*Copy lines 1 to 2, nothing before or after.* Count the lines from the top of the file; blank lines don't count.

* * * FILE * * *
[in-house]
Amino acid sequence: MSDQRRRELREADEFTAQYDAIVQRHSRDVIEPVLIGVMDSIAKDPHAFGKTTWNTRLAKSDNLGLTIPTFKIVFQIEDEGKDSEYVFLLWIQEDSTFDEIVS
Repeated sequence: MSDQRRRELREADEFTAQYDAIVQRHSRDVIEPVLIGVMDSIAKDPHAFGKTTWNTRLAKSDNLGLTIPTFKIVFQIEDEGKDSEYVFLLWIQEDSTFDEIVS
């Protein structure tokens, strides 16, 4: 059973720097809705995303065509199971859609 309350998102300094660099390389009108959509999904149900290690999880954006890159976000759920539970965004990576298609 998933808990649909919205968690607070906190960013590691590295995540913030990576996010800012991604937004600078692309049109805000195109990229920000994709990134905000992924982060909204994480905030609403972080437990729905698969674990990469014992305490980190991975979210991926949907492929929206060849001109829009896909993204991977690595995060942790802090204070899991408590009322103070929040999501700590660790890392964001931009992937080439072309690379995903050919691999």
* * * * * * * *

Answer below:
[in-house]
Amino acid sequence: MSDQRRRELREADEFTAQYDAIVQRHSRDVIEPVLIGVMDSIAKDPHAFGKTTWNTRLAKSDNLGLTIPTFKIVFQIEDEGKDSEYVFLLWIQEDSTFDEIVS